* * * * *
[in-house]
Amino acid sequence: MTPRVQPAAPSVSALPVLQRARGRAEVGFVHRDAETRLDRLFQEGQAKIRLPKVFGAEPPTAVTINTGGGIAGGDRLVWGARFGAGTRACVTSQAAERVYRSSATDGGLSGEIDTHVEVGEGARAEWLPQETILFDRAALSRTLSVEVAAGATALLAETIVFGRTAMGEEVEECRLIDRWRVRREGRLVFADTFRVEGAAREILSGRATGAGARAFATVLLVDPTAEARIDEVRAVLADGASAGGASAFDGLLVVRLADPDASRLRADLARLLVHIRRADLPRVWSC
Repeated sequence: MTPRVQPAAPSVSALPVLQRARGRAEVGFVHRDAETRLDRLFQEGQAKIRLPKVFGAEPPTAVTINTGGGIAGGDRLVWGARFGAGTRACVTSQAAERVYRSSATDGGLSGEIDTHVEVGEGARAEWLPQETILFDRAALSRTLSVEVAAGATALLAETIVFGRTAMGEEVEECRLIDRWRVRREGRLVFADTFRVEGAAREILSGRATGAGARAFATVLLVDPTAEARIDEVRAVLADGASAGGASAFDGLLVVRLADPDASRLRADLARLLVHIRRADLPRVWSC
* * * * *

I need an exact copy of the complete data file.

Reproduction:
[in-house]
Amino acid sequence: MTPRVQPAAPSVSALPVLQRARGRAEVGFVHRDAETRLDRLFQEGQAKIRLPKVFGAEPPTAVTINTGGGIAGGDRLVWGARFGAGTRACVTSQAAERVYRSSATDGGLSGEIDTHVEVGEGARAEWLPQETILFDRAALSRTLSVEVAAGATALLAETIVFGRTAMGEEVEECRLIDRWRVRREGRLVFADTFRVEGAAREILSGRATGAGARAFATVLLVDPTAEARIDEVRAVLADGASAGGASAFDGLLVVRLADPDASRLRADLARLLVHIRRADLPRVWSC
Repeated sequence: MTPRVQPAAPSVSALPVLQRARGRAEVGFVHRDAETRLDRLFQEGQAKIRLPKVFGAEPPTAVTINTGGGIAGGDRLVWGARFGAGTRACVTSQAAERVYRSSATDGGLSGEIDTHVEVGEGARAEWLPQETILFDRAALSRTLSVEVAAGATALLAETIVFGRTAMGEEVEECRLIDRWRVRREGRLVFADTFRVEGAAREILSGRATGAGARAFATVLLVDPTAEARIDEVRAVLADGASAGGASAFDGLLVVRLADPDASRLRADLARLLVHIRRADLPRVWSC